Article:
5. **EX= Say for instance, I wanna research SEBS’s core requirements. I would click on “programs of study” after hovering over the search bar, and type in “SEBS”. It’ll come up looking like this:

6. You wanna click on the general education requirements, and then it’ll bring you to this page:

7. Basically, if you wanna navigate this page, you have to read it. It’ll tell you what classes you’ve completed, how many more you still need, and how many you WILL complete based on your planned courses.

To sum it up: This website is really good for you to keep track of how you’re progressing with your major. It’s good to be familiar with it your freshmen year, but it’s gonna be important toward the end of freshmen year when you start really getting into your major. No, I don’t think any of you will look at it now, and yeah, I expect you to be confused as hell, but just read all of my steps and it’ll make a little sense when the time comes.

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Know What Special Permission Numbers Are

September 30, 2011


So there might be a class that you really wanted to get or need to take and it’s closed. This happens to a lot of people, where you’ll need to get into a class and there will be no more openings. This is where what’s called a special permission number comes in. A special permission number is this specific 6-digit number that you can put into webreg in order to reserve you a spot in the class. Everyone gets a different one, and there are only so many that a professor can give out. There are 2 main ways that you can go about obtaining a special permission number:

1. Email the department of the class you wanna get into and they might give you one.

2. Go to the class on the first day it’s held, and talk to the professor AFTER class is over. That’s probably the most common way. You have to go the first day of class and ask in person though; that way, they’re more likely to give it to you.

Now be forwarned. Not all classes will have special permission numbers, or sometimes they’ll have been given out by the time you ask. I got lucky twice last semester because my quantitative methods and sociology lectures were both filled. Quant didn’t give out special permission #’s and my sociology professor gave out all of them the first lecture. The reason I got lucky is because I woke up early one morning, logged onto webreg and both classes were open, so I easily joined them without a number. If you can’t get a number, make sure you check webreg every day, multiple times a day. A class CAN open up when you least expect it, so make sure you check for it.

To sum it up: Know what a special permission number is before classes start so that if there’s a class you wanted/needed, you know another way of getting it.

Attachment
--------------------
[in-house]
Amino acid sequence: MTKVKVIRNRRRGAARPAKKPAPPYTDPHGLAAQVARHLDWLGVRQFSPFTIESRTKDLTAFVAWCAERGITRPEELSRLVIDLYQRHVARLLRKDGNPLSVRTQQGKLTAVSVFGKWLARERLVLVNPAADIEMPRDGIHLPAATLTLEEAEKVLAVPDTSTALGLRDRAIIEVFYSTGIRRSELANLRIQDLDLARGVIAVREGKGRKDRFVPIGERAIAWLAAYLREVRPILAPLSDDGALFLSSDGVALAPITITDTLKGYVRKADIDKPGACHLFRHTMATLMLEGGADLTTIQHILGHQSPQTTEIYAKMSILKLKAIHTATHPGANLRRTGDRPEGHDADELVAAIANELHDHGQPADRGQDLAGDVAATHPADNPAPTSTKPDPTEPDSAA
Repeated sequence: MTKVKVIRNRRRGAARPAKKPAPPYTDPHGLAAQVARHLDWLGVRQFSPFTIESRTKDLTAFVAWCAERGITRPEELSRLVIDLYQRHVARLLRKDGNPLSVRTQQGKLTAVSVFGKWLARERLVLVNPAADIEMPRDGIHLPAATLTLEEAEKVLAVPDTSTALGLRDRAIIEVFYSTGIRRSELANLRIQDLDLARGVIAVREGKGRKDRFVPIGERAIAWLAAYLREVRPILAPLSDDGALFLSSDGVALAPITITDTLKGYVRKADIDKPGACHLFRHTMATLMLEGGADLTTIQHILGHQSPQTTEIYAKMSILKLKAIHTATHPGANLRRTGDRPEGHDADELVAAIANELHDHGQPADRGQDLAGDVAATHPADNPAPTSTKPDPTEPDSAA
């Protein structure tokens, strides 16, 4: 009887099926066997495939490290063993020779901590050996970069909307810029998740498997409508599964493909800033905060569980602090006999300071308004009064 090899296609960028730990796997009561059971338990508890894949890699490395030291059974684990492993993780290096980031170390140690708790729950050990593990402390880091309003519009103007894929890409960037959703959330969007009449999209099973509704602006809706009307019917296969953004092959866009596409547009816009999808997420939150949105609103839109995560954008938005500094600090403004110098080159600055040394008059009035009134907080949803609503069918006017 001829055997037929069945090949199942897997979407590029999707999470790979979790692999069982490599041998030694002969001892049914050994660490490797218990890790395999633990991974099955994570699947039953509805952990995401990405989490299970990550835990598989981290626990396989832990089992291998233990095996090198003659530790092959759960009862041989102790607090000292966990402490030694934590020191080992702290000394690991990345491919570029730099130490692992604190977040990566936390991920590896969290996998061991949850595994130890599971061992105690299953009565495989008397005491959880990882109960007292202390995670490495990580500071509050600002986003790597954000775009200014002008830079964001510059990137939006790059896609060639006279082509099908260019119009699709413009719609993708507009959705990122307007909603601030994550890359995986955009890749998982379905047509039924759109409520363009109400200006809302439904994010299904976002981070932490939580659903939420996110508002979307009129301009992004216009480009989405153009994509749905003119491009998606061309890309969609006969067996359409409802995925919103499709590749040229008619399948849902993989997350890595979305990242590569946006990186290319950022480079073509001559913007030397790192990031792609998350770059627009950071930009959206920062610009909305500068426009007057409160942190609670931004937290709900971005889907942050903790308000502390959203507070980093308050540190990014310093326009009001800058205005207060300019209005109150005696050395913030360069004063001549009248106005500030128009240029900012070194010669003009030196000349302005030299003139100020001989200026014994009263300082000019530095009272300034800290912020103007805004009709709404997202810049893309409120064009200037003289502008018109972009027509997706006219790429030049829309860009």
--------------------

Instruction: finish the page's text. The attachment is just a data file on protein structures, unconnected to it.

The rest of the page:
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What is Sakai?

September 30, 2011


So Rutgers has this website called Sakai. It’s basically an online resource where all of your classes will be. In other words, you log in and you’ll have all of these tabs for your classes:

Each tab is for one of your classes. It’ll have your course number and “F11” which means Fall 2011. Once you get your schedule, you’ll have access to this website if you don’t already and your class tabs will start going up.
Once you click on a tab, it brings you to the “homepage” for that certain class. On the side will be a section for class announcements, your syllabus, tests and quizzes, possibly a gradebook if you’re in SAS, a chat room, and other things. This website is something you should be on multiple times a day.  That’s because you can usually ask your professor questions in the chat room, you’ll have online quizzes to take on this website, if class is cancelled or if the professor has any announcement or change to the syllabus, they’ll put it up on Sakai. It sounds simple, but I know people who never check it and didn’t even know there WAS a chat room on there. So when you get access to it, make sure you check it out.

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Don’t Always Listen to What Upperclassmen Say About Professors

September 30, 2011


One of the biggest misconceptions about being at college is that no, upperclassmen are not always right about what they say about professors. It’s all a matter of opinion, and that’s why I say take things you hear and things you read online and on ratemyprofessor with a grain of salt.

Two girls I was friendly with in one of my classes had different opinions about a class I was in. One said it was hard as hell, and the other didn’t think it was so bad. I ended up listening to the girl who said it wasn’t so bad because she ended up being right about it. Lots of upperclassmen may think a class is difficult because they’re bitter or they just didn’t study, so don’t always listen to them. When someone’s talking about a class or professor, listen to them only when they have a legitimate reason as to why they didn’t like the class. “Because he sucked and was trying to fail everyone” isn’t a convincing argument because if he/she really wanted you to fail, they wouldn’t be working at the university. Some professors can be hard-asses, but that doesn’t mean they want you to FAIL, they just want you to learn the stuff all on your own.

To sum it up: Don’t always listen to what you’ve heard about a class/professor (unless they have super bad ratings on ratemyprofessor), because chances are, it’s an exaggerated opinion. When someone’s telling you about a class, just take in and think about what they’re actually saying and make the call for yourself.

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Know Your Exam Dates

September 30, 2011